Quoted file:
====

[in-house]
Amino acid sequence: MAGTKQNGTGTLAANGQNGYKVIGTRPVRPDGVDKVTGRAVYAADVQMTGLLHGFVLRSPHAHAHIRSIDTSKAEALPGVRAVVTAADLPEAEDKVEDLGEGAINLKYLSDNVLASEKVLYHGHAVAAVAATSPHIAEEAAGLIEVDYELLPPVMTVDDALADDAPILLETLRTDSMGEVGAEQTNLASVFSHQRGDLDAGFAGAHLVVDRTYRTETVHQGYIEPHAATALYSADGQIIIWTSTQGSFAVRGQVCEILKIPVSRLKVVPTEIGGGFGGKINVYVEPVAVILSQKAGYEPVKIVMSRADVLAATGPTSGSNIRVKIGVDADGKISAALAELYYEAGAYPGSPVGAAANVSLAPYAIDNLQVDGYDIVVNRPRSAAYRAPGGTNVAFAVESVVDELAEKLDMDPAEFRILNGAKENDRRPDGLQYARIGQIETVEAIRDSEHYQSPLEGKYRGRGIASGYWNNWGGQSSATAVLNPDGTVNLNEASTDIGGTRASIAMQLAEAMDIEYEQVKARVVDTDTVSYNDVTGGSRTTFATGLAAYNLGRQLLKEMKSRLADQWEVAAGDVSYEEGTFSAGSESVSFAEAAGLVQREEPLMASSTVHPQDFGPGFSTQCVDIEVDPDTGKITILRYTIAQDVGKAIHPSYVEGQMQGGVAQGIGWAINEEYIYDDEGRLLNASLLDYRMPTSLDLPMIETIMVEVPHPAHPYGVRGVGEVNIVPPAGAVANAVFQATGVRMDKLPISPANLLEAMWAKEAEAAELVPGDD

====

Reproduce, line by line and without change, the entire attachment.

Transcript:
[in-house]
Amino acid sequence: MAGTKQNGTGTLAANGQNGYKVIGTRPVRPDGVDKVTGRAVYAADVQMTGLLHGFVLRSPHAHAHIRSIDTSKAEALPGVRAVVTAADLPEAEDKVEDLGEGAINLKYLSDNVLASEKVLYHGHAVAAVAATSPHIAEEAAGLIEVDYELLPPVMTVDDALADDAPILLETLRTDSMGEVGAEQTNLASVFSHQRGDLDAGFAGAHLVVDRTYRTETVHQGYIEPHAATALYSADGQIIIWTSTQGSFAVRGQVCEILKIPVSRLKVVPTEIGGGFGGKINVYVEPVAVILSQKAGYEPVKIVMSRADVLAATGPTSGSNIRVKIGVDADGKISAALAELYYEAGAYPGSPVGAAANVSLAPYAIDNLQVDGYDIVVNRPRSAAYRAPGGTNVAFAVESVVDELAEKLDMDPAEFRILNGAKENDRRPDGLQYARIGQIETVEAIRDSEHYQSPLEGKYRGRGIASGYWNNWGGQSSATAVLNPDGTVNLNEASTDIGGTRASIAMQLAEAMDIEYEQVKARVVDTDTVSYNDVTGGSRTTFATGLAAYNLGRQLLKEMKSRLADQWEVAAGDVSYEEGTFSAGSESVSFAEAAGLVQREEPLMASSTVHPQDFGPGFSTQCVDIEVDPDTGKITILRYTIAQDVGKAIHPSYVEGQMQGGVAQGIGWAINEEYIYDDEGRLLNASLLDYRMPTSLDLPMIETIMVEVPHPAHPYGVRGVGEVNIVPPAGAVANAVFQATGVRMDKLPISPANLLEAMWAKEAEAAELVPGDD